Star Wars: The Subversion of the Fans

Star Wars: The Subversion of the Fans

For this year’s “May the Fourth,” I have some thoughts on Episode VIII and the upcoming Episode IX.

I grew up steeped in STAR WARS. The first film I remember seeing in the theater was RETURN OF THE JEDI. I had all the Kenner toys (at least as many as my parents would let me have), the story books (even the Wookie Storybook that is somewhat connected to the infamous Christmas Special), the soundtracks, the whole lot. I, like most fans, was holding my breath in anticipation for the prequels and was largely disappointed with what we got.

Live shot of my reaction to that fireplace scene in ATTACK OF THE CLONES

Live shot of my reaction to that fireplace scene in ATTACK OF THE CLONES

When it came time for THE FORCE AWAKENS, I went in with more skepticism and the hope that maybe, just maybe, they'd get it right this time. Boy did I leave the theater happy. Here we were given a new Star Wars movie, with a group of new and interesting characters, that was set in the universe I grew up loving as a child. A university that had felt sorely lacking in the prequels. Sure TFA had frequent call-backs to the original trilogy, particularly the original STAR WARS, but complaints about J.J. Abrams "playing it safe" are missing the point a bit. He HAD to play it safe, or at least his first order of business needed to be to restore the faith that had been lost in a haze of taxation disputes and Medichlorians.

Rian Johnson didn't have these concerns.

I’m oddly reminded of a quote by Dan Brown leading up to the release of “The Lost Symbol” coming on the heels of the explosive success of “The DaVinci Code”:

“I could write a book about pants and it would sell a million copies. Of course, I could only do it once.”

Now, I find Brown to be a terrible writer (yet I own all his books) but I think this sentiment works for Star Wars too. TFA was not a guaranteed success owing to a bunch of us still recovering from the prequels, but it’s success meant that the sequel was almost assured a massive audience. This allowed Johnson to take several narrative gambles with where the story would go following the destruction of Starkiller Base.

In my humble opinion, they pretty much all payed off.

“You must unlearn what you have learned”

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We have been watching Star Wars films for 42 years now, and because of this we have become programmed with certain expectations in terms of story and character structure. Luke Skywalker is powerful with the Force because of his father. Anakin is powerful with the Force because…well…it’s awkward. In the (now sadly relegated to Legends status) “Heir to the Empire” trilogy by Timothy Zahn, Jacen and Jaina (the twins of Han and Leia) are sought after by Joruus C’Boath because they are Skywalker descendants. Familial inheritance matters when it comes to the Force and the Jedi, which is why there was such rampant speculation about where Rey’s powers come from in TFA.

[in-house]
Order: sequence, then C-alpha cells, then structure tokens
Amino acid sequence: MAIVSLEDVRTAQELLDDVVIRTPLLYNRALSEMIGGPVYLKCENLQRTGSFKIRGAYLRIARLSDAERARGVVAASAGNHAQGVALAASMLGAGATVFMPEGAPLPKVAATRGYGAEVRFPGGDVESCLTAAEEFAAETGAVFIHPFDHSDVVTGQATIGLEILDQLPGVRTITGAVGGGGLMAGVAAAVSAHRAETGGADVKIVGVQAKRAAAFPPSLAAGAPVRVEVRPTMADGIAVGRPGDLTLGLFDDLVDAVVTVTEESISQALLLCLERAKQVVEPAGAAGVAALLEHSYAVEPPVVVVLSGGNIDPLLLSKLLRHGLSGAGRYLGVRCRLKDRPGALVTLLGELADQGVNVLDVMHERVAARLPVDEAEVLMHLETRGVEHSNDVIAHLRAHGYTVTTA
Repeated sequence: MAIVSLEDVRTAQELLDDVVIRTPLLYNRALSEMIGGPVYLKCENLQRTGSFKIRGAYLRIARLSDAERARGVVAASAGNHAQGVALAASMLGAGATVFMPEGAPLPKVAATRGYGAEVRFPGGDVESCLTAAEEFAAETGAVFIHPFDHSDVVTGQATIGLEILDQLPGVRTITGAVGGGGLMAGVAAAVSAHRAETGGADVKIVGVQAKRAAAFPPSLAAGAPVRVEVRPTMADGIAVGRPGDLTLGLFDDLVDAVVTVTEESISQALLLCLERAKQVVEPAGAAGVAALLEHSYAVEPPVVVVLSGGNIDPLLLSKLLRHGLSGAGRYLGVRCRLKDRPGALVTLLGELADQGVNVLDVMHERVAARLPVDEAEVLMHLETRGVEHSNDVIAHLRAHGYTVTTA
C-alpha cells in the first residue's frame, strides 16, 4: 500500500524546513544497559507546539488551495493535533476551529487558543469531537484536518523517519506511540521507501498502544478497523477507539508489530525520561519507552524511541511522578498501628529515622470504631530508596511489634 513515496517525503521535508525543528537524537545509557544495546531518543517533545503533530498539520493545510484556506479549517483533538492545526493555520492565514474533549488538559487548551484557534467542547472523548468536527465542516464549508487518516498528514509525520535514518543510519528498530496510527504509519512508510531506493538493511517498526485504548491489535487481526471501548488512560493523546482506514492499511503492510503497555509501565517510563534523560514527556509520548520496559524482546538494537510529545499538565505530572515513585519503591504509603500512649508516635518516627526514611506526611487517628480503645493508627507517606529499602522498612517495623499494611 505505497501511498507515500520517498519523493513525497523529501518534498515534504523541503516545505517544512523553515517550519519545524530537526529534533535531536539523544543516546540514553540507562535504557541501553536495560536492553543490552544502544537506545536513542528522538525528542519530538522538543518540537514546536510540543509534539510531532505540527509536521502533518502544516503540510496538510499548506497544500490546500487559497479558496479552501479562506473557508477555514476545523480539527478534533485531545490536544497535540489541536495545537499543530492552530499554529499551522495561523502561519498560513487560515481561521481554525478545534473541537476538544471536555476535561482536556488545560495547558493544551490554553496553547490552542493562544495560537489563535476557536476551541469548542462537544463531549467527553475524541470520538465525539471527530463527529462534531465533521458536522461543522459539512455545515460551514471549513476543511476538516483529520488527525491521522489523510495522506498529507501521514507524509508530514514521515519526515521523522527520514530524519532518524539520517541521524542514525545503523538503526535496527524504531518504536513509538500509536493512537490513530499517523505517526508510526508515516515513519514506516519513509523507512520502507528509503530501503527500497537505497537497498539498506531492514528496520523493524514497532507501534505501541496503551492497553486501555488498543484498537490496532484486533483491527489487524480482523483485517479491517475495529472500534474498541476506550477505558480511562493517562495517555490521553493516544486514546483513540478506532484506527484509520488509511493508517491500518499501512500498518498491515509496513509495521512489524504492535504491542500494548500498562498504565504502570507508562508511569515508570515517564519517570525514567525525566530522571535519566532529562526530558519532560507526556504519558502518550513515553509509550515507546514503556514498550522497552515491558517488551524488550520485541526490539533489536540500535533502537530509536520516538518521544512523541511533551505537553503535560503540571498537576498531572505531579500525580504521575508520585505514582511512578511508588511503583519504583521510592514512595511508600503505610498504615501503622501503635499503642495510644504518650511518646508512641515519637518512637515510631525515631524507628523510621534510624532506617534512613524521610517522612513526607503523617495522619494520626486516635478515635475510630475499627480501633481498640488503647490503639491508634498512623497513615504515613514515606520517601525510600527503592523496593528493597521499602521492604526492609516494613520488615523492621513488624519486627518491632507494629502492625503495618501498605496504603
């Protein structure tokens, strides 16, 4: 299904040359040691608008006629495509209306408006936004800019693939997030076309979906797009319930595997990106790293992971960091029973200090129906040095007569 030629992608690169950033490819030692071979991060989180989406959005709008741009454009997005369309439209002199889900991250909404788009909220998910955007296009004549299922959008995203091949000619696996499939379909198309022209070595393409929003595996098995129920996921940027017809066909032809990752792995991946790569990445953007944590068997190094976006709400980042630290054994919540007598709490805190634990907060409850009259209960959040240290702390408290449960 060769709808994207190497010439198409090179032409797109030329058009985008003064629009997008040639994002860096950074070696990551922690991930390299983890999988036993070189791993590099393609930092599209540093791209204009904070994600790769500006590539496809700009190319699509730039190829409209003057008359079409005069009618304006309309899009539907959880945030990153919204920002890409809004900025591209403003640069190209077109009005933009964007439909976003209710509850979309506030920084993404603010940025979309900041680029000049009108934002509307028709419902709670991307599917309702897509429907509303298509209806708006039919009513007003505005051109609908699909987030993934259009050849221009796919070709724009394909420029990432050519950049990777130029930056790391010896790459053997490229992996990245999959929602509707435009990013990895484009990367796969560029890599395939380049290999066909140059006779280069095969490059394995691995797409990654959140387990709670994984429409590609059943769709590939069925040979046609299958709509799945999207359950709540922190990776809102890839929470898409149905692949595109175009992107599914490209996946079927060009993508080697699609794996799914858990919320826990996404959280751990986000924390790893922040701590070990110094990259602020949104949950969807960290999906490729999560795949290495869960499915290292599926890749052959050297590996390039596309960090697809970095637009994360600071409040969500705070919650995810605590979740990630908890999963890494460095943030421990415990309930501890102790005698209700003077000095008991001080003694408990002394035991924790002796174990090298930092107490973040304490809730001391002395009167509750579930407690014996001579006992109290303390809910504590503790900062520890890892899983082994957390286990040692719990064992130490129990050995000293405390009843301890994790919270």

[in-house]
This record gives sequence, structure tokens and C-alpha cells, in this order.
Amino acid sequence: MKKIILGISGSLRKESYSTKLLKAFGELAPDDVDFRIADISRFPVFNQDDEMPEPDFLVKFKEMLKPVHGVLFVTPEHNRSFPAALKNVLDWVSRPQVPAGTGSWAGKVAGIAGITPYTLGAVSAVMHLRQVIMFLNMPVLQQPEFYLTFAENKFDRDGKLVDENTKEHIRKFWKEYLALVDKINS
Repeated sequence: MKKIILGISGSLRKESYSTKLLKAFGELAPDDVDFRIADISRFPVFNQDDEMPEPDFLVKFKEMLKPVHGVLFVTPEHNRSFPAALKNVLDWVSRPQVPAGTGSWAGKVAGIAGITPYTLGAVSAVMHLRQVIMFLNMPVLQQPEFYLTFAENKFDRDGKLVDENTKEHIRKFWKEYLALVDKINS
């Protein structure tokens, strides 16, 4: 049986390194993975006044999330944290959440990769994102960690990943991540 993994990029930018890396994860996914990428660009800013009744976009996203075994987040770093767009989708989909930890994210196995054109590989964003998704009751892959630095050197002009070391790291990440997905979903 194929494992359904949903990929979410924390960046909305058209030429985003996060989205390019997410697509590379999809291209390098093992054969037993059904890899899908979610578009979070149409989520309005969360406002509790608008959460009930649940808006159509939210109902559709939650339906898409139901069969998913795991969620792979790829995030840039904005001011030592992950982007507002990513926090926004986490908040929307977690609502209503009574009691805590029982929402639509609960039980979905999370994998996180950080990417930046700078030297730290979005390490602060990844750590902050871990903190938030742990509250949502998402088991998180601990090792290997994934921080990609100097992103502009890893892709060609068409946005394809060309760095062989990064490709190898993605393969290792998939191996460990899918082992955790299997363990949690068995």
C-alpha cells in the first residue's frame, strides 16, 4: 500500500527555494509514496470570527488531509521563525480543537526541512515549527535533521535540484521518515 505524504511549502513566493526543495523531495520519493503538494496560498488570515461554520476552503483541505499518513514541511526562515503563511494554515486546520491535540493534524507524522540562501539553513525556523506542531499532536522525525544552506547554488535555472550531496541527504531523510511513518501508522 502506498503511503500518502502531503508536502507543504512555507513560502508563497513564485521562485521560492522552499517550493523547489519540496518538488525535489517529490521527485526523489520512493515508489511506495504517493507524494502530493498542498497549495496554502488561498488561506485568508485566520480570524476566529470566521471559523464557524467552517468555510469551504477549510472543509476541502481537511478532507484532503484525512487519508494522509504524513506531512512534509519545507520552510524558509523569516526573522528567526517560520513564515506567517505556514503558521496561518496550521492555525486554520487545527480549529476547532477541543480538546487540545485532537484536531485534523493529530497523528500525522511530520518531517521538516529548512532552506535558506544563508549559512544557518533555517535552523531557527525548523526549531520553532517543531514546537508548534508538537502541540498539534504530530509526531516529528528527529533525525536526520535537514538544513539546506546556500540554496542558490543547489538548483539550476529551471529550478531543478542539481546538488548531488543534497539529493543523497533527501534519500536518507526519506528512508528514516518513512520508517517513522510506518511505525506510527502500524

What Johnson does is to play on that expectation and turn it on it’s ear by having Kylo Ten reveal that her parents are merely junk traders. Rey doesn’t come from a bloodline of Jedi, and she doesn’t have because that stuff never mattered.

Are ALL these guys related?

Are ALL these guys related?

And what some people can’t seem to understand is that this makes sense. There are plenty of other Jedi around during the days of the Old Republic. Were they all descendants of a magical bloodline? Or were they more likely simply individuals with a particular talent in the Force?

Johnson is clearly in the latter camp, both with his dismissal of the “Who Are Rey’s Parents?” subplot that only really became such a thing because the fans made it into Something and his inclusion of the children on Canto Bight to say nothing of Luke’s two “lessons” that are mostly take-downs of the mythology of the Jedi and the exclusivity of the Force. This democratization of the Force is one of the things that certain fans of the series simply couldn’t get behind, but I feel like if you listen to what Luke is saying about the hubris of the Jedi and their desire to be “special” due to their use of the Force.

Fallibility and Consequences

For the most part, the heroes in Star Wars are pretty infallible. Of course Luke is the last remaining pilot at the Battle of Yavin: he’s the hero. Yes, he is beaten up in Empire but that’s because it’s part of the Hero Journey. He HAS to lose to progress as a character. Rarely do we see our heroes take a monumental risk that doesn’t work or make a blunder so big it threatens everything.

Enter Poe Dameron.

When he was first introduced as a hot shot pilot archetype, fans immediately embraced his roguish nature and dubbed him a sort-of Han/Luke hybrid character, particularly when he played the primary role in destroying Starkiller Base at the end of TFA. At the start of THE LAST JEDI, he is seen taking a one-man-against-the-world approach to distracting the First Order long enough for the Resistance to mount a bombing run against a Dreadnought. This plan ultimately succeeds in destroying the First Order ship, but at the cost of the entire bombing fleet.

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Previous incarnations of Star Wars have defined this outcome as victory: it doesn’t matter how many ships you lose (unless it’s one of the heroes) as long as the ultimate goal is achieved—see the celebration at the end of Episode IV despite the loss of nearly the entire Rebel fighter contingent. Not this time. Leia admonishes Poe for sacrificing the big picture for an immediate win and busts him down in rank. Poe’s response to this is not to learn anything from it, but to rather double-down by going along with Finn and Rose’s plan to try to break into a Star Destroyer.